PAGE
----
How the Mind Works

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How the Mind Works
How the Mind Works, first edition.jpg
Cover of the first edition
AuthorSteven Pinker
SubjectCognitive science
PublisherW. W. Norton & Company
Publication date
Media typePrint (hardcover and paperback)
Preceded byThe Language Instinct 
Followed byWords and Rules 

How the Mind Works is a 1997 book by the Canadian-American cognitive scientist Steven Pinker, in which the author attempts to explain some of the human mind's poorly understood functions and quirks in evolutionary terms. Drawing heavily on the paradigm of evolutionary psychology articulated by John Tooby and Leda Cosmides, Pinker covers subjects such as vision, emotion, feminism, and "the meaning of life". He argues for both a computational theory of mind and a neo-Darwinist, adaptationist approach to evolution, all of which he sees as the central components of evolutionary psychology. He criticizes difference feminism because he believes scientific research has shown that women and men differ little or not at all in their moral reasoning.[1] The book was a Pulitzer Prize Finalist.


Jerry Fodor, considered one of the fathers of the computational theory of mind, criticized the book. Fodor wrote a book called The Mind Doesn't Work That Way, saying "There is, in short, every reason to suppose that the Computational Theory is part of the truth about cognition. But it hadn't occurred to me that anyone could suppose that it's a very large part of the truth; still less that it's within miles of being the whole story about how the mind works". He continued, "I was, and remain, perplexed by an attitude of ebullient optimism that's particularly characteristic of Pinker's book. As just remarked, I would have thought that the last forty or fifty years have demonstrated pretty clearly that there are aspects of higher mental processes into which the current armamentarium of computational models, theories and experimental techniques offers vanishingly little insight."[2]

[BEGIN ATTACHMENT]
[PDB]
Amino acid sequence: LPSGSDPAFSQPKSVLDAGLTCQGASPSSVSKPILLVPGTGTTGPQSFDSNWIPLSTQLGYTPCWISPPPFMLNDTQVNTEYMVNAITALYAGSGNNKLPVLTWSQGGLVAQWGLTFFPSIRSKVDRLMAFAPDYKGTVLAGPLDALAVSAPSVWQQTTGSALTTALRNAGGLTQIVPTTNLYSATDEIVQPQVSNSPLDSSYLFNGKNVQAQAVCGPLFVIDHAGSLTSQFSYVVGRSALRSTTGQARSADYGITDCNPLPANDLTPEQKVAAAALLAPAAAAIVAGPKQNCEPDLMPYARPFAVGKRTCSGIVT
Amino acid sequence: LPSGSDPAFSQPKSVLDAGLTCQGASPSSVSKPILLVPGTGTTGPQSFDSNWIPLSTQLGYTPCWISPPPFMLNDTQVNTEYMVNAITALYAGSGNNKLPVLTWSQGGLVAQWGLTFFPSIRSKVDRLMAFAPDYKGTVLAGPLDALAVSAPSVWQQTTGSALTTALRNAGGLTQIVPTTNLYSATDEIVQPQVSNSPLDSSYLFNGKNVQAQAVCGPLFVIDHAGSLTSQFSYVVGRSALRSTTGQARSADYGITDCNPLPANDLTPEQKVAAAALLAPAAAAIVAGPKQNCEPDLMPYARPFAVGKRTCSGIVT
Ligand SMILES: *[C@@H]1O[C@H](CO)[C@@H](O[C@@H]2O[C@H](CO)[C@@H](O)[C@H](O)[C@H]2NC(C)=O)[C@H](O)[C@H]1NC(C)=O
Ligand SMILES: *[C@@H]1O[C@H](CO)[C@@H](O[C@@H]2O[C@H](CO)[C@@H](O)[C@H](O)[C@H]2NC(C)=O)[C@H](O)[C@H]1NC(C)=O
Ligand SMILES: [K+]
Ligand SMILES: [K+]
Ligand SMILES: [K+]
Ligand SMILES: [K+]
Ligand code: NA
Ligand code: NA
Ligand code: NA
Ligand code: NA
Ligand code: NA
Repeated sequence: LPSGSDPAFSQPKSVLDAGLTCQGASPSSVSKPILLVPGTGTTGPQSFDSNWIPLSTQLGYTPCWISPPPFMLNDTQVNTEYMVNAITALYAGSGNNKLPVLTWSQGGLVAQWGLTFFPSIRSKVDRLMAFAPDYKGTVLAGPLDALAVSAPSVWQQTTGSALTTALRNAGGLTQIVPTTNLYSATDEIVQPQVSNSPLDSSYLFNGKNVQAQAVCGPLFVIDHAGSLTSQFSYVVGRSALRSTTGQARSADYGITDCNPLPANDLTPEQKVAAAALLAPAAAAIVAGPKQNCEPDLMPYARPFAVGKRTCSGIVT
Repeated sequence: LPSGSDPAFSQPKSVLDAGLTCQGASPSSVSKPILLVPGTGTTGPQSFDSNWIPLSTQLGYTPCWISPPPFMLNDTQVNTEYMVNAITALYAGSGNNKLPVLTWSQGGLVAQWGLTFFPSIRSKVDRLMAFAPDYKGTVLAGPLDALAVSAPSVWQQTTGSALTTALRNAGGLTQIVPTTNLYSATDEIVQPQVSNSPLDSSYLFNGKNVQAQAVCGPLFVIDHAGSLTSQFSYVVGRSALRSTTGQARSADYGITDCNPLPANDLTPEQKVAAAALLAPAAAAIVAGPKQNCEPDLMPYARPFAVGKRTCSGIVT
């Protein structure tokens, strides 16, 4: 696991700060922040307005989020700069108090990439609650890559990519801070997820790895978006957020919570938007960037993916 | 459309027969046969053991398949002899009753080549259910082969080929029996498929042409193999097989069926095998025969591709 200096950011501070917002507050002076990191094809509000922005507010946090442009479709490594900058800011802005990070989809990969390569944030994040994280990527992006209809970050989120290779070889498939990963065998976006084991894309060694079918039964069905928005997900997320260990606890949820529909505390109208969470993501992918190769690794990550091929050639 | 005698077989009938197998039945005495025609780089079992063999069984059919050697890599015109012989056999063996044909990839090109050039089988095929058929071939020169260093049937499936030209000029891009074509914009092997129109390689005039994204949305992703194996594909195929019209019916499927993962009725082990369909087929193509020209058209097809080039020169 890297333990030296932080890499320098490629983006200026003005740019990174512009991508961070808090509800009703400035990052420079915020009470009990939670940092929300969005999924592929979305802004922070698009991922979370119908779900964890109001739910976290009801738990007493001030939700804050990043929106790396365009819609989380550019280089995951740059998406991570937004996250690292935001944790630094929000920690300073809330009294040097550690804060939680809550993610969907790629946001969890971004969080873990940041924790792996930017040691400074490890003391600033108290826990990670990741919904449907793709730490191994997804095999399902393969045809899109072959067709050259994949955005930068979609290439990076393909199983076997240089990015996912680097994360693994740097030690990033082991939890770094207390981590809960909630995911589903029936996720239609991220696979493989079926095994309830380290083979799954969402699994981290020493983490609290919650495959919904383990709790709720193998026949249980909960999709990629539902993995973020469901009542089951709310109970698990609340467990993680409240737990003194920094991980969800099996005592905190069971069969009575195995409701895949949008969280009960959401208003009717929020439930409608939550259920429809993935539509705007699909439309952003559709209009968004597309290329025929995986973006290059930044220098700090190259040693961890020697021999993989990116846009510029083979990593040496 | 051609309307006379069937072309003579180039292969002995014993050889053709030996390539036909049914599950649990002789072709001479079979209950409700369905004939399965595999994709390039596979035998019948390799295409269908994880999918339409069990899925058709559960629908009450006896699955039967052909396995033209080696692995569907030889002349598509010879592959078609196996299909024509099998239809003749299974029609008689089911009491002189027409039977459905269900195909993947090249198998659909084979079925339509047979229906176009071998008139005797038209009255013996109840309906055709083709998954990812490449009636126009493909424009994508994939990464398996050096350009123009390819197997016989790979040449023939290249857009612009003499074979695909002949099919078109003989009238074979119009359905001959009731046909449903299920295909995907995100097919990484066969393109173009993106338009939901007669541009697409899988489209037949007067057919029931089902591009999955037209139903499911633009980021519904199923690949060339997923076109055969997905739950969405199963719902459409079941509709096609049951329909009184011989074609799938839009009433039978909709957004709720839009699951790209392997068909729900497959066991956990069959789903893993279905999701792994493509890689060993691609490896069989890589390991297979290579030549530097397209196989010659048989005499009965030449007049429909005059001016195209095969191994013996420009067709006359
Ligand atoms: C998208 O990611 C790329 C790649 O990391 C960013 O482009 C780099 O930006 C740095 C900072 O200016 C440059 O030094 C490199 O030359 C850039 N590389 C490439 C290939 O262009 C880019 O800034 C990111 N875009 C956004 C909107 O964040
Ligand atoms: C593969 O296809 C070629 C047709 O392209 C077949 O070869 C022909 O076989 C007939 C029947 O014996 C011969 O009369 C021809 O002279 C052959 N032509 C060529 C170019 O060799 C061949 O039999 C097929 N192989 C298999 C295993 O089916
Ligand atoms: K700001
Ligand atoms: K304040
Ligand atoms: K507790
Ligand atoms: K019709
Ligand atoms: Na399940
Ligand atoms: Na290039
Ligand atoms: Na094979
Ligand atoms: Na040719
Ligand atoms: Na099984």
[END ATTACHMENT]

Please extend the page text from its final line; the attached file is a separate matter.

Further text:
Pinker responded to Fodor's criticisms in Mind & Language. Pinker argued that Fodor had attacked straw man positions, wryly suggesting a possible title for his riposte as No One Ever Said it Did.[3]

Daniel Levitin has criticized Pinker for referring to music as an "auditory cheesecake" in the book.[4] In his book This Is Your Brain on Music (2006), Levitin takes some time in the last chapter to rebut Pinker’s arguments. When asked about Levitin's book by New York Times journalist Clive Thompson, Pinker said he hadn't read it.[5]


  1. ^ Pinker, S. How the Mind Works (Norton, 1997) p. 50
  2. ^ Fodor, Jerry (2001). The Mind Doesn't Work That Way: The Scope and Limits of Computational Psychology. MIT Press. p. 2. ISBN 978-0262561464.
  3. ^ 'So How Does the Mind Work?' Mind & Language, 20/1 (Feb 2005), p. 1
  4. ^ "Interview with Daniel Levitin". May 20, 2009. Retrieved December 29, 2012.
  5. ^ Thompson, Clive (December 31, 2006). "Music of the Hemispheres". New York Times. Retrieved December 29, 2012.

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